Space harpoon plan to nail orbital garbage

By | April 20, 2013

Space harpoon plan to nail orbital garbage

What do you do with 6,000 tons of space junk traveling at thousands of miles an hour? Harpoon it of course. It might sound like a scenario straight off the pages of a science fiction novel but it is a suggested solution to an increasing and potentially costly problem in space — that of debris littering low earth orbit. The harpoon plan is one of a range of options being discussed by scientists at a forum in Germany next week, and aimed at finding a way of tackling space debris that threatens commercial operations. Engineer Jaime Reed, who is leading the harpoon project for the space technology company Astrium, explains that if a rogue satellite hits another, not only does it ruin the mission but it creates more debris and propagates the problem. This run-away scenario is often called the Kessler Syndrome, named after NASA’s Don Kessler who first highlighted the risk.

“There’s a lot of space debris — 6,000 tons in orbit — that could pose a threat,” said Reed.

“Perhaps unwittingly, the average person relies a lot on space — GPS in their phones, telecoms, TV, weather forecasts — they are things people expect to have,” he said.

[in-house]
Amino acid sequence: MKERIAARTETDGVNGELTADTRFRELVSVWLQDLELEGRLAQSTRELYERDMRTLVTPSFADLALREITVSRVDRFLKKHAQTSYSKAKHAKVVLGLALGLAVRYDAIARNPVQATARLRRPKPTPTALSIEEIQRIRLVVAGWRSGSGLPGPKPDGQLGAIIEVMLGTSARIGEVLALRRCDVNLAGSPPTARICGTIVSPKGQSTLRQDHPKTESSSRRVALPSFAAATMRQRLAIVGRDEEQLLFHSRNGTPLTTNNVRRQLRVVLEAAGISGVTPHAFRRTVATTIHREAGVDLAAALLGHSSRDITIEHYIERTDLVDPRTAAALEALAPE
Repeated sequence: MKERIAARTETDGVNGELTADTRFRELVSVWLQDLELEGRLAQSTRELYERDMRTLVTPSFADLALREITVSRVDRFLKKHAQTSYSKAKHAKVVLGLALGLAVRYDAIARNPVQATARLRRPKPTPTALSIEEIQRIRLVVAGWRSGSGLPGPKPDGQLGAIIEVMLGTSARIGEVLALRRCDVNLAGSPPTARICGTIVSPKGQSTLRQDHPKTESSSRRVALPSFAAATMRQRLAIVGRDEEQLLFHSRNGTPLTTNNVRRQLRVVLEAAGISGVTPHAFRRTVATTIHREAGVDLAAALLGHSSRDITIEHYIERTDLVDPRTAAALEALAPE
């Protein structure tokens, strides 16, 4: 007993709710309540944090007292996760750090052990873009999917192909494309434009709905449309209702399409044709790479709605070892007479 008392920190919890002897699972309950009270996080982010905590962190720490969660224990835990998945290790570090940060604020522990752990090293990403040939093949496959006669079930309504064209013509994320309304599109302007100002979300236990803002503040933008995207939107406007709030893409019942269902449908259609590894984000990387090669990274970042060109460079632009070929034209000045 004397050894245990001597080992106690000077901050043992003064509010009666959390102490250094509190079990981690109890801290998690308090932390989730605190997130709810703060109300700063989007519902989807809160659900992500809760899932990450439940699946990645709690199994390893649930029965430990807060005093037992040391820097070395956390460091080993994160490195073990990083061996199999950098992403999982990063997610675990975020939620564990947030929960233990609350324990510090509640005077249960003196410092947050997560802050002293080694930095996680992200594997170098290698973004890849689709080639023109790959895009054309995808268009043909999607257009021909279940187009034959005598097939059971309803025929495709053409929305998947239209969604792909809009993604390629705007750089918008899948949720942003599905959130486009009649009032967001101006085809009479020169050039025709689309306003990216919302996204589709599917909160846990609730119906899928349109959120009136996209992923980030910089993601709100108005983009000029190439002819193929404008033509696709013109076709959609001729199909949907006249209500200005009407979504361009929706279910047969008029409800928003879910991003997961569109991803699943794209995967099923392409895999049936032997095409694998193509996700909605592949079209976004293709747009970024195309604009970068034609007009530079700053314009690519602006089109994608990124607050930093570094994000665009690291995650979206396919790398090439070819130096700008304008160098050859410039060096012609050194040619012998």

“Space debris could very easily take out some of those satellites — it would have a real impact on people’s lives.”

Astrium’s plan to tackle defunct satellites is to use an unmanned chase spacecraft to get in range, fire a barbed harpoon into the body of the rogue hardware and then use a smaller propulsion unit attached to a tether to tow it back towards the atmosphere where it will burn up safely on re-entry.

“Because the harpoon we are using is very light and the chase satellite more than a ton, momentum is very tiny… it’s a small recoil,” said Reed. …

Read more: Space harpoon plan to nail orbital garbage – CNN.com.

Video animation here. Great idea. It is extra interesting due to the possibility that a harpoon system could be used on working enemy satellites, not just junk, thus making it a space based weapon. Do most satellites have thrusters for repositioning that would be able to fight off a harpooning that tried to drag them down to Earth?

Related Post

Leave a Reply

Your email address will not be published. Required fields are marked *

This site uses Akismet to reduce spam. Learn how your comment data is processed.